In the concluding chapter of his best-selling book, Rashid highlights some of the lessons that should have been learned from the Unocal project. However, he notes, "The US, by picking up single issues and creating entire policies around them, whether it be oil pipelines, the treatment of women or terrorism, is demonstrating that it has learnt little." (11)

Rashid elaborates that several lessons from the Unocal project should unforgettably be kept in mind about future pipeline projects:

No major pipeline from Central Asia can be built unless there is far greater US and international commitment to conflict resolution in the region -- in Afghanistan, Tajikistan, Nagorna-Karabakh, Chechnya, Georgia and with the Kurds. The region is a powder keg of unresolved conflicts. Nor can secure pipelines be built without some degree of strategic consensus in the region. Iran and Russia cannot be isolated from the region's development forever. They will resist and sabotage projects as long as they are not a part of them. Nor can pipelines be built when ethnic conflicts are tearing states apart. Ethnicity is the clarion call of the modern era. Trying to resolve ethnic problems and keep states together needs persistent and consistent diplomacy rather than virtual bribes to keep various warlords quiet. (12)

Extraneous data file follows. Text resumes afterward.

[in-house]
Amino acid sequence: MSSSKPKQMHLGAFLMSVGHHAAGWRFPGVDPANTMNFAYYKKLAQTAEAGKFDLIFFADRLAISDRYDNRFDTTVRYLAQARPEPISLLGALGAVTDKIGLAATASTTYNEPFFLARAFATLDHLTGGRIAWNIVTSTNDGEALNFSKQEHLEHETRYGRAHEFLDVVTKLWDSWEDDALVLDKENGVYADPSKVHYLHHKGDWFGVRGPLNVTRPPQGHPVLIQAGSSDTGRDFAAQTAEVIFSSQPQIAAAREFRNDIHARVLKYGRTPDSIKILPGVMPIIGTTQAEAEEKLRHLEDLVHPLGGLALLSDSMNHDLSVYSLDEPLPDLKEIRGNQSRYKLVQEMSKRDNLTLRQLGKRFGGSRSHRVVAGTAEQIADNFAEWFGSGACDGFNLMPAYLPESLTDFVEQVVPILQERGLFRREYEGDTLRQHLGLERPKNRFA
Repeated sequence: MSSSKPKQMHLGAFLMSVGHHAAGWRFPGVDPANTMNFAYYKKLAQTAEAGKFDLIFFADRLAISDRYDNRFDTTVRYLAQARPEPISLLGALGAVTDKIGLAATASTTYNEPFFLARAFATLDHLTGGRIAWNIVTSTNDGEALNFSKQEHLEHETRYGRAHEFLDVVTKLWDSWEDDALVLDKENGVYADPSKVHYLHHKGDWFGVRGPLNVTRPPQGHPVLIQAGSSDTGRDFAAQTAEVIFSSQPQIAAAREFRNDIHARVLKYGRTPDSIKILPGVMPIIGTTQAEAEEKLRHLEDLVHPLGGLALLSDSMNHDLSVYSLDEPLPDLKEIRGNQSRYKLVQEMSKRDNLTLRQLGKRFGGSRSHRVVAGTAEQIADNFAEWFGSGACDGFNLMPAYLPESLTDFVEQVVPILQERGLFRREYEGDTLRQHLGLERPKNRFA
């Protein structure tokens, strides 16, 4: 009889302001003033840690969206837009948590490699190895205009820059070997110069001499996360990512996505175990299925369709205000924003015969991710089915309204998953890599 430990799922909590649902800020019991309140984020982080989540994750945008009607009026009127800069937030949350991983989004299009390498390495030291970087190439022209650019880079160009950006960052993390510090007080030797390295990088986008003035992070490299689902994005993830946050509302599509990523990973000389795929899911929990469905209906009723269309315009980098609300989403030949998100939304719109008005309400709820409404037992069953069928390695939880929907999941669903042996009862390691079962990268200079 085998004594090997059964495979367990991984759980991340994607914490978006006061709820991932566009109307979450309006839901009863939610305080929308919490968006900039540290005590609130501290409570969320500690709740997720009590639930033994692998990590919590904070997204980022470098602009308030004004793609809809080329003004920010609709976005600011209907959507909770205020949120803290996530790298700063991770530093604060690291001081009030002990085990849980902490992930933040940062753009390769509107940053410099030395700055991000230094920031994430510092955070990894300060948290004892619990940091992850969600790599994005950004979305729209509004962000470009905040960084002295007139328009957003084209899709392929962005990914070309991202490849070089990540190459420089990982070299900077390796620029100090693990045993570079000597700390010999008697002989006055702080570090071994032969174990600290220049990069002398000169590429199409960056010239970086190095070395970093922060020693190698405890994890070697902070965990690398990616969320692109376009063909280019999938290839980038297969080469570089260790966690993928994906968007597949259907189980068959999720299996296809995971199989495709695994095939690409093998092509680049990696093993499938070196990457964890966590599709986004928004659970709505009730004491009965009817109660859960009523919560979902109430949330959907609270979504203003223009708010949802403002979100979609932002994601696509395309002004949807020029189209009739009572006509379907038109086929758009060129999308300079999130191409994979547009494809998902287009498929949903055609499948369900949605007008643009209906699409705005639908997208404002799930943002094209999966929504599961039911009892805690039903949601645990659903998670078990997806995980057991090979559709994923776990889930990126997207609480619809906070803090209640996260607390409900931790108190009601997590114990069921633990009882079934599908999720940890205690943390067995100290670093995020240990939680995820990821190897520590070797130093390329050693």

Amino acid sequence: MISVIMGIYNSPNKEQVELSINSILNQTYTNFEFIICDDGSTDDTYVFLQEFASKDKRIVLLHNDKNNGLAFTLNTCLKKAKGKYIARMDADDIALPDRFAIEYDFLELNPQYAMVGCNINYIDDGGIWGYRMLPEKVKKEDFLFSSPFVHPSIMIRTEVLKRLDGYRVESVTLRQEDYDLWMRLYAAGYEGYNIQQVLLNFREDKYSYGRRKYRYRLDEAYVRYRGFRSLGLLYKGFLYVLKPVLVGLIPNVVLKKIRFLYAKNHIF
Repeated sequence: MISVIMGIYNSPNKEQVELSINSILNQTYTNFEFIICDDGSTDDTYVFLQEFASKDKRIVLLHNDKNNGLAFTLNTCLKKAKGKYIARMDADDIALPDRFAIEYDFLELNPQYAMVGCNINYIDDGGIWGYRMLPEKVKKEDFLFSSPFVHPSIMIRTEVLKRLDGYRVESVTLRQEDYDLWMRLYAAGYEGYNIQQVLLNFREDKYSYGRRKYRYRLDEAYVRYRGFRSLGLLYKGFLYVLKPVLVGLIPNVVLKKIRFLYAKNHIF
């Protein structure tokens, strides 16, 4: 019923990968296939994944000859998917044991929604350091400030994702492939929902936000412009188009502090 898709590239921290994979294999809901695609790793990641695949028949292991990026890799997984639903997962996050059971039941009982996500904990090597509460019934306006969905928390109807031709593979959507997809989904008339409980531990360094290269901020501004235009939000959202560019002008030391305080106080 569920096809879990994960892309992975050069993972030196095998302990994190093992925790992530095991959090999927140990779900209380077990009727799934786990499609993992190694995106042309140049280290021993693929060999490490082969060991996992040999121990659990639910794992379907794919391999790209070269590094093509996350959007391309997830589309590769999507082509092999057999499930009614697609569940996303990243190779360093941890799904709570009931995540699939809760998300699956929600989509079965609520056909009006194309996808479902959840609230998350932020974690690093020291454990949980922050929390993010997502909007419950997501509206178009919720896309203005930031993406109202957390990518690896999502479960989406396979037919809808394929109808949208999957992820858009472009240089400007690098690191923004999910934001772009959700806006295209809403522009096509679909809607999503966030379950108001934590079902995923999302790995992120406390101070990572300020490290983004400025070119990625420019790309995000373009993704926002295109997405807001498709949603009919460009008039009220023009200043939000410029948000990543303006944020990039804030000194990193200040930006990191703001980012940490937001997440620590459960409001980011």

Rashid's above analysis indicates a three-dimensional political risk involved in bringing the oil and gas resources of Central Asia and the Caspian to the market: 1) the transportation problems, 2) the great power involvement and 3) the potential instability of the regimes in place. (13) These three dimensions interlock. The transportation difficulties invite interference from great powers for both economic and political reasons. Hence, the solutions affect the neighboring countries. The potential instability of the regimes in place makes them vulnerable to hostile neighbors or regional rivals. Thus, the internal politics of the new states affect the great powers. (14)

The above theory fully holds true of the Turkmenistan-Afghanistan-Pakistan gas pipeline project. Turkmenistan is a landlocked country without transit routes other than Russia, which Turkmenistan wants to avoid. Transportation problems for Turkmenistan limit the country to two transit options -- Iran and Afghanistan -- to get its gas to international markets. Any investor of oil and gas industry would rationally choose Iran because of its better security, less corrupt government institutions and a well-connected network of pipelines.